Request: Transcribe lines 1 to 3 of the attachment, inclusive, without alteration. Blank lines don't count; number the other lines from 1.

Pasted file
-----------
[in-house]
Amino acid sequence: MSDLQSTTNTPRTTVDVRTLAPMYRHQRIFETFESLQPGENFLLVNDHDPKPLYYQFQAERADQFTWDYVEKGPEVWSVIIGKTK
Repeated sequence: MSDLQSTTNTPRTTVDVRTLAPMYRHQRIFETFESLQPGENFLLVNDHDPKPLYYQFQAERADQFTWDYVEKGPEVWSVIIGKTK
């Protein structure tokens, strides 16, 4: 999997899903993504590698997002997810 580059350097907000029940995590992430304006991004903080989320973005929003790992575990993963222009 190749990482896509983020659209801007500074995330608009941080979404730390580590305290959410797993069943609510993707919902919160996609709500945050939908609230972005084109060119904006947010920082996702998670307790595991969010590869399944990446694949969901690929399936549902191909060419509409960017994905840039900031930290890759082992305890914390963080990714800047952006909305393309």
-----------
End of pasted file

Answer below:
[in-house]
Amino acid sequence: MSDLQSTTNTPRTTVDVRTLAPMYRHQRIFETFESLQPGENFLLVNDHDPKPLYYQFQAERADQFTWDYVEKGPEVWSVIIGKTK
Repeated sequence: MSDLQSTTNTPRTTVDVRTLAPMYRHQRIFETFESLQPGENFLLVNDHDPKPLYYQFQAERADQFTWDYVEKGPEVWSVIIGKTK